The windows depict Belgian kings and queens and Saints Peter and Paul.
The funeral chapel of the Belgian Queen Louise-Marie,
who died in Ostend in 1850, was built on to the choir.
Next to the new church is the brick church tower known as
"Peperbus," which dates from the first half of the 18th century
and contains 15th-century remains from the old church.
Names: Sint Petrus-en-Pauluskerk; Church of St. Peter and St. Paul
Type of site: Church
Faith: Roman Catholic
Architect: Louis de la Censerie (1838-1909) of Bruges
Size: 70m long x 36 m wide x 72m high
Sint-Petrus-en-Pauluskerk as it`s known in Dutch.
When we visited last September, there was a bloody
huge big wheel in front of the church, just seemed to
make more interesting pictures.
This is the main church of Ostend, and is a Neo-Gothic style church.
The history begins begins with the destruction by fire of its predecessor,
the Pieterskerk, on August 14, 1896. All that remains of the Pieterskerk
is the impressive brick tower called the Peperbus, which stands nearby.
The new church was built on the ashes of a previous church that occupied the site.
King Leopold II enterprised a plan to build a new and more
magnificent church. Building and construction started in 1899
and was completed
and consecrated on by Bishop Waffelaert on August 31, 1908.
Its stained glass windows were sadly destroyed during the two
World Wars (Ostend was heavily bombed during WW2) and were
replaced by stained glass by Michiel Martens. The church is
70 meters long and 30 meters wide. Its spires are 72 meters high.
The church was built in Neo-Gothic style according to plans by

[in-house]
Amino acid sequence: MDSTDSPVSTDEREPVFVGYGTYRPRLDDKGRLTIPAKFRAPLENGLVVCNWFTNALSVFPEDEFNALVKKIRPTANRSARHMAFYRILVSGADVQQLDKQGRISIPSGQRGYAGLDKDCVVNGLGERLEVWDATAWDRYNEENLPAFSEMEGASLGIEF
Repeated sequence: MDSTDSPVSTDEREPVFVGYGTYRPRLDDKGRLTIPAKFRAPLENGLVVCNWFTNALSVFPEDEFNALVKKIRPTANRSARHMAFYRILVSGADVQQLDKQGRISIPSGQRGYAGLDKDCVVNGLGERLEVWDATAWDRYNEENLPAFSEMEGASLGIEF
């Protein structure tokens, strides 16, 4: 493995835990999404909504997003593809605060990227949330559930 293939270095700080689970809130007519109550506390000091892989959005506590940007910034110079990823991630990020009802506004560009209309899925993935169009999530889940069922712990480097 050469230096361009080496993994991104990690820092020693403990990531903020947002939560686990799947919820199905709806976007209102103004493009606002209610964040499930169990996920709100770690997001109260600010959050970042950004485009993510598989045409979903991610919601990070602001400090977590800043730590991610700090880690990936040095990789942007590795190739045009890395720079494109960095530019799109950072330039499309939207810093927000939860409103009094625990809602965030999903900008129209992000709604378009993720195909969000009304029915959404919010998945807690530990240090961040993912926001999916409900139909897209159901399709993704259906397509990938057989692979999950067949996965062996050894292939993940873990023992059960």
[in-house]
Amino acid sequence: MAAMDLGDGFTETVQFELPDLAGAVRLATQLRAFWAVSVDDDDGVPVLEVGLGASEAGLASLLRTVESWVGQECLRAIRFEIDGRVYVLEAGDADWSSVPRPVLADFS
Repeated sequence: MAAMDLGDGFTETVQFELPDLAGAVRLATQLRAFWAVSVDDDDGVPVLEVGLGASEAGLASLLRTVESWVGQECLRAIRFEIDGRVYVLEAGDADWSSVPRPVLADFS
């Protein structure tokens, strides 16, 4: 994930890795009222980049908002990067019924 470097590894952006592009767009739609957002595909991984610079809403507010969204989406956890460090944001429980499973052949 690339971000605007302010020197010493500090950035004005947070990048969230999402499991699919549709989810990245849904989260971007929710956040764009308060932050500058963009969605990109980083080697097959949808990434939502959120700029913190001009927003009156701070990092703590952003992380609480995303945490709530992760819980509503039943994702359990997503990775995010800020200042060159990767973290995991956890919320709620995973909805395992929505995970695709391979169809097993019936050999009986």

architect Louis de la Censerie who based his plans on the Gothic
Cologne Cathedral and the Neo-Gothic Votivkirche in Vienna, both
which I have visited and think this is more of a modest version.
This is a fine example of late-Gothic cathedral design. Completed in 1905, it replaced an earlier church that had been destroyed by fire. Louis de la Censerie, the architect, modelled it after the even larger cathedral in Cologne, Germany. Michiel Martens created the stained-glass windows, replacing the originals which were destroyed in the World Wars.
One peculiar feature is the way it's oriented. The front, which normally faces west, actually faces east. This is to greet visitors coming from the city's port.
These two church spires and the smell of the North Sea were the two main reasons I decided to stay in Oostende after accidentally oversleeping on the train. Immediately after exiting the train station, I noticed the two towers and figured I'd leave my bag at the station and go explore for a couple hours. The church appears much older than it actually is, having been completed in 1905 by architect Delacenserie. There is however, a tower behind the church that is a remnant from the previous church that occupied this space. The tower is called the 'Peperbusse', or pepper shaker due to its shape and its first brick dates to the 15th century.
The church is Neo-Gothic in style and is most notable for the mausoleum inside for Belgium's first queen, Louise-Marie.
This church is a sort of symbol of Oostende. It was built in 1904-05, according to the designs by Delacenserie.
Inside the church, there's the mausoleum of Belgian 1st queen, Louise-Marie, who died in Oostende in 1850.
If you take a closer look at its stained-glass windows, you'll see the portraits of different Belgian kings.
An impressive building located near the promenade of Ostend - direction Harbour and symbol of the royal history !
Old and new architecture goes not always together - even in a so called "Queen City" like Ostend